(book cover links to Goodreads)

Keywords: fantasy, young adult, religious paranormal?

Stars: ★★

It’s been six weeks since angels of the apocalypse descended to demolish the modern world. Street gangs rule the day while fear and superstition rule the night. When warrior angels fly away with a helpless little girl, her seventeen-year-old sister Penryn will do anything to get her back.

Anything, including making a deal with an enemy angel.

Raffe is a warrior who lies broken and wingless on the street. After eons of fighting his own battles, he finds himself being rescued from a desperate situation by a half-starved teenage girl.

Traveling through a dark and twisted Northern California, they have only each other to rely on for survival. Together, they journey toward the angels’ stronghold in San Francisco where she’ll risk everything to rescue her sister and he’ll put himself at the mercy of his greatest enemies for the chance to be made whole again.

So first the good:
The story has taken several topics in Christianity and put a very nice spin on them. The most interesting being the idea behind angels, and while baddie angels aren’t something new, the structure and their goals where nicely touched upon in Angelfall.

I also really enjoyed the path the novel took after about halfway. Without spoiling too much, The setup for the next novel and the warm up of several subplots was well-executed.

Unfortunately, where there is good there is also less than good.

My biggest beef with Angelfall has to be Penryn’s “I know ten-or-so martial arts styles and am good at all of them enough to be a proficient fighter”. No.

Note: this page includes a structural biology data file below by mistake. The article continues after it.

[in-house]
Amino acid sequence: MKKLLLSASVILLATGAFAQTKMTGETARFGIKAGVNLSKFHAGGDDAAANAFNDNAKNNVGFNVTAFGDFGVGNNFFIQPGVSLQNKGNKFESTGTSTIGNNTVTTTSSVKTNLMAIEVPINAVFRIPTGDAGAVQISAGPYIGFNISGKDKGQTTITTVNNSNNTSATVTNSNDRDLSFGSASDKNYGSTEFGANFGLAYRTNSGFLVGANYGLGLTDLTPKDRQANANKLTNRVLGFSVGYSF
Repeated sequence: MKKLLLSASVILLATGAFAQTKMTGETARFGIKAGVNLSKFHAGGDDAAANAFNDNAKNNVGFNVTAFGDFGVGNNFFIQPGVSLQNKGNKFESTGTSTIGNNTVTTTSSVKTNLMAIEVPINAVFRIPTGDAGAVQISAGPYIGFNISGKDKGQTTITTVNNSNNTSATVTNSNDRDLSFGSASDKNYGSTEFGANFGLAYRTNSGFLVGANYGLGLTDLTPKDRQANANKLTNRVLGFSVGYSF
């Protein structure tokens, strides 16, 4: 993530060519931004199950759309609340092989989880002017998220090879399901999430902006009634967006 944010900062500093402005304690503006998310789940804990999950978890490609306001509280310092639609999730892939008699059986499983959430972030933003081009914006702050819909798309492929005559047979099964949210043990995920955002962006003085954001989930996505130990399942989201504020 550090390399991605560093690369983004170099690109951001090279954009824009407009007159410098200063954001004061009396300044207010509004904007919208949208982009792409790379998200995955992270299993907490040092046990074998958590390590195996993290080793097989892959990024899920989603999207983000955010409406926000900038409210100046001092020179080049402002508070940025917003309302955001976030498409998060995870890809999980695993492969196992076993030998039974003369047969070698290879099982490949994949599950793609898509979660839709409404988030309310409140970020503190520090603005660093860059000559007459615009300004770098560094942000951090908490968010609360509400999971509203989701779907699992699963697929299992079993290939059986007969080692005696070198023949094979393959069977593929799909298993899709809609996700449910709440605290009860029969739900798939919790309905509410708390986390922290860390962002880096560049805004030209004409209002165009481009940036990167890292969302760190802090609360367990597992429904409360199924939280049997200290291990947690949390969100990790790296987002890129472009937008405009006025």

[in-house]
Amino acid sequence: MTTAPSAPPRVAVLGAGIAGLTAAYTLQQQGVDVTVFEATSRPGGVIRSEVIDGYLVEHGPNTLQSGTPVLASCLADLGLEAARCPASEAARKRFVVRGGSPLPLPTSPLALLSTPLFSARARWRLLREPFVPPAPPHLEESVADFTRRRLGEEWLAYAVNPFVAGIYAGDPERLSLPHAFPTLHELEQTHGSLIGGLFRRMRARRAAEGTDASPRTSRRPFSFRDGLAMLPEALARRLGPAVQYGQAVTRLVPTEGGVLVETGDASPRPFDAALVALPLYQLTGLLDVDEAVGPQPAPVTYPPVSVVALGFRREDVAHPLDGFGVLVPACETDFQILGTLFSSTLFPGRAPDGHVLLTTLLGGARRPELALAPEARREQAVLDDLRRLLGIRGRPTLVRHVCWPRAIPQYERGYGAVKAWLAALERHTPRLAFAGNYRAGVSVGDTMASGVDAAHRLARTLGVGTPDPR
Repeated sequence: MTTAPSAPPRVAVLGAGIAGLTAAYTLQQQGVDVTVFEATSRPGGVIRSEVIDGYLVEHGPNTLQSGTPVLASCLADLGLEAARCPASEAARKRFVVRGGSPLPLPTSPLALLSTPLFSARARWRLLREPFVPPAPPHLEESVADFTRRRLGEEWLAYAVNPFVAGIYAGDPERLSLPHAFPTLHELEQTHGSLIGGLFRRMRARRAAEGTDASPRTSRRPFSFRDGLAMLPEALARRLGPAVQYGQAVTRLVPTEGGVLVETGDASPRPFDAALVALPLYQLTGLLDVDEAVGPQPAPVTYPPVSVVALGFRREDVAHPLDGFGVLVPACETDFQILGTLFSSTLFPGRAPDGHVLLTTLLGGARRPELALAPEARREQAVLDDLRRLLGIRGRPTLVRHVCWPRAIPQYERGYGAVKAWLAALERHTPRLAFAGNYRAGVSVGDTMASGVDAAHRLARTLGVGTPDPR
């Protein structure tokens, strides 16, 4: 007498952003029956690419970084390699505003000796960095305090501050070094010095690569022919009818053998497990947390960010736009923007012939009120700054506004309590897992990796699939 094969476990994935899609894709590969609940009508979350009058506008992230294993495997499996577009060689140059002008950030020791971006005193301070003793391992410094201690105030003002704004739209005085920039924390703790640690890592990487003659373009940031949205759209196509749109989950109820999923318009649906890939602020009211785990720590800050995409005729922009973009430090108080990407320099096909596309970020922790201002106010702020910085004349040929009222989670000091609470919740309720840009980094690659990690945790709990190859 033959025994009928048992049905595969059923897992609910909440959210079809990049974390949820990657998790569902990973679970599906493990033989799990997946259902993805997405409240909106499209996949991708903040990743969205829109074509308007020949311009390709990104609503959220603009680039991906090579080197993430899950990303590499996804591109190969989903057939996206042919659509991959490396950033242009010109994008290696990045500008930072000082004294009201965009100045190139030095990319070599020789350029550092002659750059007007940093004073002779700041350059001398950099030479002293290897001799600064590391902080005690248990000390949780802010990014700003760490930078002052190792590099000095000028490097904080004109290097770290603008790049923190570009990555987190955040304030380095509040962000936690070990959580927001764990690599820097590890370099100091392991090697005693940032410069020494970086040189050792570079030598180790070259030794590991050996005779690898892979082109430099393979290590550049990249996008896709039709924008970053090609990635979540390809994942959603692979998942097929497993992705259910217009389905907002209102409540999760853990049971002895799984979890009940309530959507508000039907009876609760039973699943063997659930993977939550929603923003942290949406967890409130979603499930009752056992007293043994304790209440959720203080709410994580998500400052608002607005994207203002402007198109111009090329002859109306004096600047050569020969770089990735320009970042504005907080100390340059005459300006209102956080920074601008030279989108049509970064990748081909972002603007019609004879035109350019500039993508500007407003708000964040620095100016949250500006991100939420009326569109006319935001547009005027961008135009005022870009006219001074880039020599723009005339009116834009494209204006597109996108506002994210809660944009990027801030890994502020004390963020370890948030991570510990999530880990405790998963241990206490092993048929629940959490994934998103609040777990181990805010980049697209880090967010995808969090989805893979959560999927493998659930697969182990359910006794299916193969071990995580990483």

I won’t go off on why it crumpled every bit of believability in Penryn’s character or why it isn’t possible to be good at a wide variety of fighting styles, but it killed my affection for the character and made me feel Susan Ee really could have spent a lot more time researching this. As well as giving Penryn some actual internal flaws, all of her perceived and unperceived flaws come from the world and people around her.

Penryn is a boring character. Sadly, more research also could have gone into exploring Penryn’s mother who has a mental illness but is presented as a caricature of mental illness.

However, the cast of other characters was very nice. They were well balanced, had interesting ideology, and flaws compose most of the cast.

All in all, it’s an ish-enjoyable read. But with the poor writing and research involving Penryn and the achingly slow middle of the book Angelfall fell flat.


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